This much-loved novel by Jane Austen is a wonderfully enjoyable social comment on marriage, wealth, social standing and manners in the regency period, yet still manages to hit the right chord in today’s ‘classless’ society.The Bennet family, consisting of Mr and Mrs Bennet and their five eligible daughters, are thrown into excited anticipation when they hear that the nearby Netherfield Park (the local big mansion house) is to be let to the very rich and single Mr Bingley. In particular, Mrs Bennet is extremely eager to get one of her daughters married off into a family of fortune and makes sure that her rather more temperate husband makes his acquaintance as soon as possible.Things start to go according to plan, as Mr Bingley shows signs that he has taken a liking to the eldest daughter, Jane. His friend, Mr Darcy (who is more handsome and more rich even than Bingley), is unpopular because of his extremely aloof and proud attitude and is generally thought to be very disagreeable. He particularly earns the disapproval of Elizabeth Bennet, who overhears him telling Bingley at a ball that she is not handsome enough to dance with.Although Darcy does begin to develop an admiration for Elizabeth, her attitude towards him is quite contemptuous. Elizabeth is an intelligent woman, but she becomes biased against Darcy because she believes him to be arrogant and disapproving of her own family. These feelings are compounded by her meeting with the charming Mr Wickham, who tells her that he had been brought up by Darcy’s father, and Darcy was jealous of their relationship and had prevented him from taking up a living that the late Mr Darcy had bequeathed to him.Meanwhile, Jane and Bingley’s relationship appears to be developing positively, but Jane’s hopes are shattered when Bingley leaves Netherfield to return to London without any explanation or farewell.Elizabeth turns down a proposal of marriage from her obsequious cousin, Mr Collins, much to the disapproval of her mother who had hopes of her marrying into money. Instead, Mr Collins marries her friend, Charlotte, and soon after this Elizabeth visits them, where she meets Darcy’s formidable aunt, the Lady Catherine de Bourgh. At this time, she discovers from a mutual friend, that it was Darcy who had been instrumental in Bingley’s move back to London to save him from an ‘imprudent’ marriage. Elizabeth knows that this was an interference between Bingley and her sister, Jane, and she is furious. When Darcy, to her surprise and alarm, declares his love for her and proposes to her, she refuses him angrily and confronts him with the information about Bingley and Wickham. They argue and part in animosity. The next day she receives a letter from him and explains his reasons for parting Bingley from Jane with an apology for hurting her feelings. He also corrects her on the story of Wickham, whose character is actually of the worst sort, who took advantage of Darcy senior, used up the money given to him, living a life of ‘idleness and dissipation’ and planning to elope with Darcy’s sister.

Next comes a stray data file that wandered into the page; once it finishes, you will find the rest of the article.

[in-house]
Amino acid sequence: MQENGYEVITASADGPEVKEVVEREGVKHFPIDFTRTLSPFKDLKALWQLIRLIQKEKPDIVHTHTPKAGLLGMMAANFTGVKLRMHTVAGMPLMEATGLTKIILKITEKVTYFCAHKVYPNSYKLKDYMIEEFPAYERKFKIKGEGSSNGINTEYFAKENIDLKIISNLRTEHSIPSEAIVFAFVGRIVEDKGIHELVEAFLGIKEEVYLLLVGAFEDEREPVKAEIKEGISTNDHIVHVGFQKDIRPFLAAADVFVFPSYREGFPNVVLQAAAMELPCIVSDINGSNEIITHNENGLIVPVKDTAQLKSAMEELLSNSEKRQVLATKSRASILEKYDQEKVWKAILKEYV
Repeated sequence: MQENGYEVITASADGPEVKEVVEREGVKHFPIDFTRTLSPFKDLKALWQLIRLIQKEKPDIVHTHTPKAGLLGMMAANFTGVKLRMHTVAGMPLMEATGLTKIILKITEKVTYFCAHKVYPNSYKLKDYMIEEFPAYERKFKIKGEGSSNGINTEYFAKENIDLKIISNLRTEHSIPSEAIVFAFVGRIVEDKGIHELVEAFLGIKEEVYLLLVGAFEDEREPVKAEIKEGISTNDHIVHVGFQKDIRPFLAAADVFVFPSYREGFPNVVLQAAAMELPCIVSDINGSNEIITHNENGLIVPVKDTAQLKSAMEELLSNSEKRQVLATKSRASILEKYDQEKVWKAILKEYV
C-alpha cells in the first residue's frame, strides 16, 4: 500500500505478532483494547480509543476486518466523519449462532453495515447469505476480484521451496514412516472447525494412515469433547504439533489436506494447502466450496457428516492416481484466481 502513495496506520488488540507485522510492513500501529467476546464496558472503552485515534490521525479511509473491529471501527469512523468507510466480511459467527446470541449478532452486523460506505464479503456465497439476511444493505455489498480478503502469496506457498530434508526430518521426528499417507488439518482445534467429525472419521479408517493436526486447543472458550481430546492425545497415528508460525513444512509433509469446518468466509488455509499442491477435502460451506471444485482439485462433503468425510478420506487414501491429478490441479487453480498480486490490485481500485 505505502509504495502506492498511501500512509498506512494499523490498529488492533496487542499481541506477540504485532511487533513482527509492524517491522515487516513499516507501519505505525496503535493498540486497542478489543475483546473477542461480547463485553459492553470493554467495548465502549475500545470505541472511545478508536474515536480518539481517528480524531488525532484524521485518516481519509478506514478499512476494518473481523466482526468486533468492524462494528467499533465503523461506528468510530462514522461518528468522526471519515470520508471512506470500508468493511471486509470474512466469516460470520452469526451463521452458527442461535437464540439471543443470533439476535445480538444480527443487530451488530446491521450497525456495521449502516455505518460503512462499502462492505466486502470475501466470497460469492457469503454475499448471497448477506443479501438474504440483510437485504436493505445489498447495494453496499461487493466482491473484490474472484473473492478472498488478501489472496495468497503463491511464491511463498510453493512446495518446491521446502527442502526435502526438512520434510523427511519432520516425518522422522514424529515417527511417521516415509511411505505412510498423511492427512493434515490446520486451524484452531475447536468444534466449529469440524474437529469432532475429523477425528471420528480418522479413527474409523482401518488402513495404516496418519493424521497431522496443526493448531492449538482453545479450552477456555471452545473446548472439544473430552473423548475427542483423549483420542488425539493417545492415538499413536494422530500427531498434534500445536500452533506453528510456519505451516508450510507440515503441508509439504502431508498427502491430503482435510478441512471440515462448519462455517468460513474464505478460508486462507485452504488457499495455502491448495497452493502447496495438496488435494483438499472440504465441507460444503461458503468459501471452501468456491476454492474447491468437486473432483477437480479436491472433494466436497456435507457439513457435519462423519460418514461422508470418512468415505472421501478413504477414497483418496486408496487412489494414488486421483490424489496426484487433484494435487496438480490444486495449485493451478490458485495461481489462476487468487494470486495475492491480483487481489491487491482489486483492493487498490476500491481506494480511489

Elizabeth realises that she has been guilty of prejudice against Darcy, but believes it is too late for them to revive their friendship. On her return home, she behaves with some coolness towards Wickham, who leaves with his regiment for Brighton, where Elizabeth’s younger sister, Lydia, is also planning to visit. Elizabeth, believing the information she has received to be of a confidential nature, tells no-one about what she has learned of Wickham, and hopes that she will never see him again.Elizabeth now goes on a visit to her aunt and uncle in Derbyshire, and while there a trip is organised to visit Darcy’s great house, Pemberley. Believing Darcy to be away, Elizabeth agrees to this. The house is very impressive, but when, having seen the house, they start to walk through the extensive gardens, Elizabeth is horrified to see Darcy arrive and come to speak to them and she is very embarrassed, thinking that hewould misunderstand her reason for being there. However, he is very civil, and charming to her aunt and uncle, who are pleasantly surprised after Elizabeth’s previous description of his character. While she is staying in Derbyshire, she receives a letter from Jane which informs her of the terrible news that Lydia has eloped with Wickham. Immediately, Elizabeth rushes home, after relaying the news to Darcy, and believing that the news would make her and her family even more disagreeable to him. A terrible period of apprehension and confusions ensues, but eventually the two are found and Wickham is forced to marry Lydia, with a promise of a large income. The Bennets are puzzled as to where this money has come from.It is soon revealed to Elizabeth that it was Darcy who found the two and provided the money, which further increases her growing admiration for him. Further interesting news is that Bingley is to return to Netherfield, and soon after his arrival proposes to Jane to the delight of everyone.Both Darcy and Elizabeth have had to admit to themselves that they have been guilty of pride and prejudice, and in one of the most satisfying endings to a novel that it is possible to read, the pair come together to finally declare their mutual love.